Friday, 16 December 2011

OTC medicine – when convenience can be deadly.

There was a very sad item in the UK news yesterday, telling of a 20 year old mother who died of liver failure after taking too many tablets of paracetamol, a widely used over the counter (OTC) medicine.

This was not an intentional overdose - indeed, the victim didn’t at any stage take one large dose of the drug. Instead she suffered a ‘staggered overdose’ by taking as her father stated ‘a few extra tablets’ over the course of a few days to alleviate some post-operative pain.

This is a stark reminder of the danger of ignoring the warnings on easily available medicines. Just a few extra tablets were the difference between life and death for this young woman. Although a cheap and intrinsically safe analgesic when taken within the recommended daily dose, paracetamol can be highly hepatotoxic after overdose causing liver damage, failure and ultimately death. Aspirin can also be highly toxic when taken inappropriately, leading to potentially fatal stomach bleeds.

When I first started practising pharmacy, more years ago than I care to admit, very few OTC drugs could be purchased outside pharmacies. I actually think this was a good thing. In the same way that cheap booze available round the clock from supermarkets has potentially increased alcohol abuse, over-use of painkillers and cold remedies can lead to problems.
In 1998 legislation was introduced to reduce the pack size of analgesics such as Paracetamol and Aspirin sold over the counter in the UK. You can now only buy packs of up to 32 tablets in pharmacies and 16 in retail outlets. Within the first year this had a dramatic effect in reducing mortality of Paractemamol overdoses by 20%. Liver unit admissions and transplants were reduced by 30% and non-fatal overdoses by 29% in the four years following the legislation. The effect on reducing large overdoses with aspirin was also significant with a reduction of 34%.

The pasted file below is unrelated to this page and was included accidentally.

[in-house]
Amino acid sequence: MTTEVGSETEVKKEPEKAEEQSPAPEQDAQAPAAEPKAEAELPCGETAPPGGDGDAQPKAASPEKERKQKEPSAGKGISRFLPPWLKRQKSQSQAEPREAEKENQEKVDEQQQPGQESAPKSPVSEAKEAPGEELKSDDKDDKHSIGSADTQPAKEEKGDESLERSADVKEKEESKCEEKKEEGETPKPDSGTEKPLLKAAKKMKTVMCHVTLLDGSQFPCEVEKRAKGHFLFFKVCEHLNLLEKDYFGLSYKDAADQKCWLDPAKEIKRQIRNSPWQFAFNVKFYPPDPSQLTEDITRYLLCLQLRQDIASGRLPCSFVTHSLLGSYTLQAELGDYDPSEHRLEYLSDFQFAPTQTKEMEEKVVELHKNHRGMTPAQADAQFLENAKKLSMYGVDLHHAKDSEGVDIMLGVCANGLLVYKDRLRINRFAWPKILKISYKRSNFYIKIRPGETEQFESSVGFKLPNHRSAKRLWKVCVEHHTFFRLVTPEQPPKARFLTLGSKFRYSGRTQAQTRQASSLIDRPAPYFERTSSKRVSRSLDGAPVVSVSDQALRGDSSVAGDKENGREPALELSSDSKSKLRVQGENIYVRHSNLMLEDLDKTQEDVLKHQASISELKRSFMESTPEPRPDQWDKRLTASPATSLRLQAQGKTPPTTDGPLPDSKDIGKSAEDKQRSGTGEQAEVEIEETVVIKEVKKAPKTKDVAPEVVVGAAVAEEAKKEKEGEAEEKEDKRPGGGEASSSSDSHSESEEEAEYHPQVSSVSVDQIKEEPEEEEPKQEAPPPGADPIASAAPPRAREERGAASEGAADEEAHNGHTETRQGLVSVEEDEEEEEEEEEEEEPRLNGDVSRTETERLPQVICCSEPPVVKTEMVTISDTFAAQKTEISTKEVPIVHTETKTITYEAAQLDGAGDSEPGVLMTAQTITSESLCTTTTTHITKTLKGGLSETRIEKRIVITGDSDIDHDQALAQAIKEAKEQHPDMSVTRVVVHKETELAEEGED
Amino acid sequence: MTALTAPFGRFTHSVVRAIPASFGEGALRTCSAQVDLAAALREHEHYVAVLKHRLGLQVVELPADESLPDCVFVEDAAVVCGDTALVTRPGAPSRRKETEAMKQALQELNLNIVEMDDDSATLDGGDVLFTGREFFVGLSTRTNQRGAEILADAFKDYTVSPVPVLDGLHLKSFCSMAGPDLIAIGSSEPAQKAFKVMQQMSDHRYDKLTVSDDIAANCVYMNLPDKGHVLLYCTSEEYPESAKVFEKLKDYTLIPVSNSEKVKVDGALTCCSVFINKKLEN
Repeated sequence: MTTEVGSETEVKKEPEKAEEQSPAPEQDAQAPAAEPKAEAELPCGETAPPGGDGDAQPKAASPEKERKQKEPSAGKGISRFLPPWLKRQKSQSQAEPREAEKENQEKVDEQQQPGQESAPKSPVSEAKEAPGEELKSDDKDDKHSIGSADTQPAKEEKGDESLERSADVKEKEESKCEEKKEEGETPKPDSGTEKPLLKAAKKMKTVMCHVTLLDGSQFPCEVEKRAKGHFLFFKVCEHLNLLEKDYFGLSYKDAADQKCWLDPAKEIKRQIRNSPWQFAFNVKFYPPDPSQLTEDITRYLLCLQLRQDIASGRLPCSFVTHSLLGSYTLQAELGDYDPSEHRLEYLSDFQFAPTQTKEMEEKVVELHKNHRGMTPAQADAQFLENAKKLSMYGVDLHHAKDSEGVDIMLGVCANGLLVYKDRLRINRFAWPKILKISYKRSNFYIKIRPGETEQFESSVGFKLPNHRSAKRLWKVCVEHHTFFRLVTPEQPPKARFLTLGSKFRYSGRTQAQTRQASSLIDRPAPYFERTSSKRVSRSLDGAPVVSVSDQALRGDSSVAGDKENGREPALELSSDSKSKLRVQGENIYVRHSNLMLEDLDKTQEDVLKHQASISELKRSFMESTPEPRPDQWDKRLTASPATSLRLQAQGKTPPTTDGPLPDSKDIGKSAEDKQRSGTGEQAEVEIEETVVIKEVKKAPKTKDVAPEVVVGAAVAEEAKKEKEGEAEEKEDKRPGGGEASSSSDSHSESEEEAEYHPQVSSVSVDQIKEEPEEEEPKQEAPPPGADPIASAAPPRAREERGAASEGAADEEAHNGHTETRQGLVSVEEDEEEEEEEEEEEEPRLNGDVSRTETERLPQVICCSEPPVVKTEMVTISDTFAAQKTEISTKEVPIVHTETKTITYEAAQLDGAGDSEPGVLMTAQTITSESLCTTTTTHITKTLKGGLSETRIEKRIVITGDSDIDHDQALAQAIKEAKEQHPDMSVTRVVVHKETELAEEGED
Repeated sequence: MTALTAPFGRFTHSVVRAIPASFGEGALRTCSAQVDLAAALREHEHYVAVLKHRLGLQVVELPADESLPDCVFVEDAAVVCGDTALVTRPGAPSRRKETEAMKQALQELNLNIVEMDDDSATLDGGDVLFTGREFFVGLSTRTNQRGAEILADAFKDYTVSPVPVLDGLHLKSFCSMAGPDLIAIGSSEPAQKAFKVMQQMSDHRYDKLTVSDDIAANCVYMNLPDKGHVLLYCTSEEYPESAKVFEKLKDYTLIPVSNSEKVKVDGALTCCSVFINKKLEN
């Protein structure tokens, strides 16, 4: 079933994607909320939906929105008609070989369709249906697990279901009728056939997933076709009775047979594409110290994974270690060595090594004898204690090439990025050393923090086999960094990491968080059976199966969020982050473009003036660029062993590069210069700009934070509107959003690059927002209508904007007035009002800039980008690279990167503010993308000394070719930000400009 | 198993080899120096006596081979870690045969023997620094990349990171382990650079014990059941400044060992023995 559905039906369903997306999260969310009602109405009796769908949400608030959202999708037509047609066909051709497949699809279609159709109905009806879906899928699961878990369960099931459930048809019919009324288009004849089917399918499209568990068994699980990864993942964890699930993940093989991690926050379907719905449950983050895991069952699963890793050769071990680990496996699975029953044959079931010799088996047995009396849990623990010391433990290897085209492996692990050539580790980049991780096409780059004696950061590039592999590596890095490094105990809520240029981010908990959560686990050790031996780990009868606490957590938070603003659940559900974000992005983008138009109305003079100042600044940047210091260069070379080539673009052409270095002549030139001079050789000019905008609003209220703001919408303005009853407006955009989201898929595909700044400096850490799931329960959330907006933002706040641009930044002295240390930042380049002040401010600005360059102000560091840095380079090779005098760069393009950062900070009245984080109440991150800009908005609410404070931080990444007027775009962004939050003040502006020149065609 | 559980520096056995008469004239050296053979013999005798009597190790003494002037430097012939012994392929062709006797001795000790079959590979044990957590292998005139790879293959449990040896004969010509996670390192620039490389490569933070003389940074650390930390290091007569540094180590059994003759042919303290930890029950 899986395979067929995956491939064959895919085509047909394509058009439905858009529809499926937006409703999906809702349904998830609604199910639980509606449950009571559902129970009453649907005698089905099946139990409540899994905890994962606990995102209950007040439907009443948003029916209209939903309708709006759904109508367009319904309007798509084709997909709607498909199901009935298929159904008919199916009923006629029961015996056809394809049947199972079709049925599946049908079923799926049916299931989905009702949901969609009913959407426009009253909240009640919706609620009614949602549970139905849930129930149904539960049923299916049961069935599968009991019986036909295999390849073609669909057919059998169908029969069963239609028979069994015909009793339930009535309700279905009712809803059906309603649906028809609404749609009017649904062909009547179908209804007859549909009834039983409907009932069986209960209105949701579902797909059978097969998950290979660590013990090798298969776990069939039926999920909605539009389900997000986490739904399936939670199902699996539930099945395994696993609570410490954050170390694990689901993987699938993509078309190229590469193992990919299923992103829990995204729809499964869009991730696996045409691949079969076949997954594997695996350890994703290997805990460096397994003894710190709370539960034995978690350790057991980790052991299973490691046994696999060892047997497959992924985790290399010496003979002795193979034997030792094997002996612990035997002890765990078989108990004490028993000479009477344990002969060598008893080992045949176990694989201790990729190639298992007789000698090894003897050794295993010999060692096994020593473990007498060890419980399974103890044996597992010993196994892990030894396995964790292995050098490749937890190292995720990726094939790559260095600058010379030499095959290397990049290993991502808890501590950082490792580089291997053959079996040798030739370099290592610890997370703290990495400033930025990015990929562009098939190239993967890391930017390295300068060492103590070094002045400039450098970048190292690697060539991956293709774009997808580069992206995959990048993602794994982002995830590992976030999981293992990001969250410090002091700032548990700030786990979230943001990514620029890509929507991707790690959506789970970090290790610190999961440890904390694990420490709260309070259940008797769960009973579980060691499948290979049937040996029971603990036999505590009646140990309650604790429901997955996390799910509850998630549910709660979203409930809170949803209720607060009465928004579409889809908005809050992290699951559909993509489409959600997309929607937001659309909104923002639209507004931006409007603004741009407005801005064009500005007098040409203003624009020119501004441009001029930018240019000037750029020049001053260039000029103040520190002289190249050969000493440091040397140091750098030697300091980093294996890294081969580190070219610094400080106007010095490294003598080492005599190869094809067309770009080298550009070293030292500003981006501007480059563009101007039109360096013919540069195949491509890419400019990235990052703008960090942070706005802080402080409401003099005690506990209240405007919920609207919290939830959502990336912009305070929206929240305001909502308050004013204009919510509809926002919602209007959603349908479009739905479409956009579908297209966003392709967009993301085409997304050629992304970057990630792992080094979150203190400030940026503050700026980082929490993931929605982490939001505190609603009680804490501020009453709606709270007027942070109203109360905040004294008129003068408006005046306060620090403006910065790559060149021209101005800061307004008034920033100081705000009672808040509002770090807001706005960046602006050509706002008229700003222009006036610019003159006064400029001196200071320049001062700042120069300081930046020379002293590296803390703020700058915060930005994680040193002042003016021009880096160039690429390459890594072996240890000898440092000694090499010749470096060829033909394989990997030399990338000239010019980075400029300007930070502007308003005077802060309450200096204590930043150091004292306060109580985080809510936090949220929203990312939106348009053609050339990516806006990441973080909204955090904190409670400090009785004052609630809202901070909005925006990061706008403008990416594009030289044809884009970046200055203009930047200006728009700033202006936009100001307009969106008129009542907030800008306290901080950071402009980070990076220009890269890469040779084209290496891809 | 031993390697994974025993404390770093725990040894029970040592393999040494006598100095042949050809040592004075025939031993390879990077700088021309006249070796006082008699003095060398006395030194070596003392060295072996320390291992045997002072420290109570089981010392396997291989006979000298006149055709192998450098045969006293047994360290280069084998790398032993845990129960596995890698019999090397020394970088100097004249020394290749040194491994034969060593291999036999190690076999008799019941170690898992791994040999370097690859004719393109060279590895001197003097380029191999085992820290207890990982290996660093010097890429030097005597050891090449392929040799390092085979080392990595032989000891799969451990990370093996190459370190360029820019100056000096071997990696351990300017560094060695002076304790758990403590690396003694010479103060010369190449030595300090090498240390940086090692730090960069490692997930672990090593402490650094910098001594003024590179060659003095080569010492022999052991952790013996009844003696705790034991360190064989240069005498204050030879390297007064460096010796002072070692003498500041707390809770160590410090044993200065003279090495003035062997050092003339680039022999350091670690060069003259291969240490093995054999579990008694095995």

This proves that restricting availability of potentially lethal substances has a positive effect but presents the health legislators with a dilemma. We all like to convenience of nipping to the local shop/garage/supermarket to pick up cold remedies and painkillers and an estimated 30 million paracetamol tablets are consumed annually in the UK. But does that familiarity cause contempt? If a medication is only available either from a pharmacy or under the supervision of the pharmacist, then even if the purchaser doesn’t read the label properly they understand that there is a potential hazard lurking within the blister pack or bottle.

The general public need to be aware of these dangers, but we have to be careful not to give the vulnerable a recipe for suicide by clarifying the toxic effects of some readily available substances. However the majority of OTC related non-fatal overdoses are unintentional and the long term effects can be life-limiting and devastating.

Education may play a key role in improving patient compliance with all types of medication and maybe school is a good place to start to teach the importance of respecting the directions on packs of OTC medicine. Emphasising the safety message to all potential consumers should be the shared responsibility of the pharmaceutical industry, retailers and public health organisations.


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